A teenage boy was arrested recently for the attempted rape of a girl of his own age in a school in west Baghdad. Under interrogation, he admitted that he had chosen this particular girl as his victim “because I knew she was a Sunni and nobody would protect her.”
The boy turned out to be mistaken in his belief that he was beyond the law, mainly because the girl’s uncle was a senior officer in the army. But his words explain why Iraq’s Sunni minority feel so vulnerable since they lost power to the Shia majority when Saddam Hussein was overthrown five years ago.
Reconciliation between Sunni and Shia, seen by the United States as essential for political progress in Iraq, is simply not happening. The difficulty in introducing measures to conciliate members of the old regime is illustrated by the way in which a new law, originally designed to ease the path of former Baath party members into government jobs, will in practice intensify the purge against them.
The framers of the law wanted Baathists to be able to get their jobs back in the Iraqi military, security services and elsewhere. But the Iraqi parliament has a Shia majority, and the legislation signed into law last Sunday will in make it more difficult for the former Baathists to work for the government.
Under the terms of the new law, Ahmad Chalabi, the current chairman of de-Baathification commission, told me, some 7,000 senior Iraqi security personnel will be fired. He says: “The law flatly mandates that all people who were in security such as the Republican Guard, Special Republican Guard, general security or military intelligence must go.” The new measure will effectively strip the Iraqi army, security and intelligence organizations of their senior officers.
Mr Chalabi, long in charge of the de-Baathification process, believes it has been unfairly pilloried as a wholesale attack on anybody connected to the old regime. “The Baath party had 1.2 million members of whom only 38,000 were subject to de-Baathification,” he says. “Of these 15,600 applied for exemptions [allowing them to take government jobs] and only 300 were turned down.”
The provisions of the new law are not the only difficulties facing Baathits or Sunni who work for the government or want to do so. It is often physically dangerous for them to work in ministries, such as the oil ministry, which are located in overwhelmingly Shia parts of the capital. Some ministries, such as the Health Ministry, were controlled for long by the party of the Shia cleric Muqtada al-Sadr. The ministry’s guards were all Mehdi Army militia from Sadr City and Sunni believed that the cellars of the ministry had been converted into torture chambers.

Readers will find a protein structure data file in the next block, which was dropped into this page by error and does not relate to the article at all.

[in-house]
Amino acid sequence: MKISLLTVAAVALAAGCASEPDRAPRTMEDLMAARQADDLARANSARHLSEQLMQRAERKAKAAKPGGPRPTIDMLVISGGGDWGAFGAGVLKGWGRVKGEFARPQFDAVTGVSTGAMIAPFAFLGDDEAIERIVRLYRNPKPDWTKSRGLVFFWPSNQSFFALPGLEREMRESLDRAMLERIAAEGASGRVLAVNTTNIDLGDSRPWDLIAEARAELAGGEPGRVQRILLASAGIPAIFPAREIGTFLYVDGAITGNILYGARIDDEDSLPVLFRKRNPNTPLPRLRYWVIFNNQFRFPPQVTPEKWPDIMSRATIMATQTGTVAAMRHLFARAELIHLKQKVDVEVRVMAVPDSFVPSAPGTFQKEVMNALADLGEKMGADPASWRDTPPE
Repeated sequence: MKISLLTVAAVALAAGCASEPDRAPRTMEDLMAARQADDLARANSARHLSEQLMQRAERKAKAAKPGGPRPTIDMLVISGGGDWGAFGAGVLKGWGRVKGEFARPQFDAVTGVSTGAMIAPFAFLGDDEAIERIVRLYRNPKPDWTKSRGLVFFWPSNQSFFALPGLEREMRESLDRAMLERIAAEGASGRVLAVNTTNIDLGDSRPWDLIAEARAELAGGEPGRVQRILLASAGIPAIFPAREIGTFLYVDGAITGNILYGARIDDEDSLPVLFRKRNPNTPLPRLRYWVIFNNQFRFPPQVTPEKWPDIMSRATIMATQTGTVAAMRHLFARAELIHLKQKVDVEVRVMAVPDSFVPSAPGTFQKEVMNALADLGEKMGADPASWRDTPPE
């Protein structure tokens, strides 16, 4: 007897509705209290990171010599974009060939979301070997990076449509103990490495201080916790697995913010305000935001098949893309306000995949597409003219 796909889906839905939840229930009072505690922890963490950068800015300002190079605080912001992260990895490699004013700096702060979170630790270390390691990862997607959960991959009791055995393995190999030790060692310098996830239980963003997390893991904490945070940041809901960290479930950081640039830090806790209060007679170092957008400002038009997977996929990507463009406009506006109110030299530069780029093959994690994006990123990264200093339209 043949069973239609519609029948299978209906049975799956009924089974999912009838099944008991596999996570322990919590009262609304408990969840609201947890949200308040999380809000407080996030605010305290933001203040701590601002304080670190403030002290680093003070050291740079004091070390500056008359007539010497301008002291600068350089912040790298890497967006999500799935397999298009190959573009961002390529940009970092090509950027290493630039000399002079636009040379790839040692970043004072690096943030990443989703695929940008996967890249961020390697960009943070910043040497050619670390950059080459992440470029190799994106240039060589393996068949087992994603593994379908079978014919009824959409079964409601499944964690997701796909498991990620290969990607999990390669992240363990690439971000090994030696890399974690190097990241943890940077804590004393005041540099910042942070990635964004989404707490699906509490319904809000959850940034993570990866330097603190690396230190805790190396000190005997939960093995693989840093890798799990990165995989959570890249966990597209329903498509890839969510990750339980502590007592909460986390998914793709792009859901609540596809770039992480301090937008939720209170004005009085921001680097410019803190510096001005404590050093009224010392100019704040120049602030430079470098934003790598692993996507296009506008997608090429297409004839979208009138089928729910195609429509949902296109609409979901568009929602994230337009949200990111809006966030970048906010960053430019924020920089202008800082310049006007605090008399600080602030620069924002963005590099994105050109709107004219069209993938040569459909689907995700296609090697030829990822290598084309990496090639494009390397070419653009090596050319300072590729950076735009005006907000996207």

A reason why there is such intense competition to control the government in Baghdad is that it is a giant patronage machine funded by oil revenues. The state has some four million employees or people on a pension according to Mr Chalabi. This is about twice the number employed by the government under Saddam Hussein. Aside from government jobs, there are very few employment opportunities in Iraq.
Discrimination against Sunni is not just confined to the white collar workers in ministries. Ever since the savage battles between Sunni and Shia in Baghdad in 2006 Sunni have often been unable to go to work. One Sunni with a job as a maintenance engineer in the non-functioning railway station was told by Shia militiamen to leave or be killed. A friendly Sunni co- worker collected his salary for several months until the militiamen told him to stop or be killed himself.
There was always going to be friction, and probably fighting, between Sunni and Shia in Iraq after the fall of Saddam Hussein. But what turned sectarian tension into a bloodbath were the massive al-Qa’ida suicide bombs, often a ton of explosive in a vehicle, which were detonated in crowded Shia markets and religious gatherings. Though the Shia were patient for two years they struck back savagely after the destruction of the Shia shrine in Samarra on February 22, 2006.
It is the outcome of this battle for Baghdad which still determines the political landscape of Iraq and makes reconciliation between the communities so difficult. The struggle for the capital was won by the Shia, always the majority, who now control at least three-quarters of Baghdad. Pressured by al-Qa’ida and the Shia many anti-American Sunni guerrillas switched sides, seeking American protection, but they saying they intend to renew the battle for Baghdad whenever they think they can win it.
PATRICK COCKBURN is the author of ‘The Occupation: War, resistance and daily life in Iraq‘, a finalist for the National Book Critics’ Circle Award for best non-fiction book of 2006. His forthcoming book ‘Muqtada! Muqtada al-Sadr, the Shia revival and the struggle for Iraq’ is published by Scribner in April.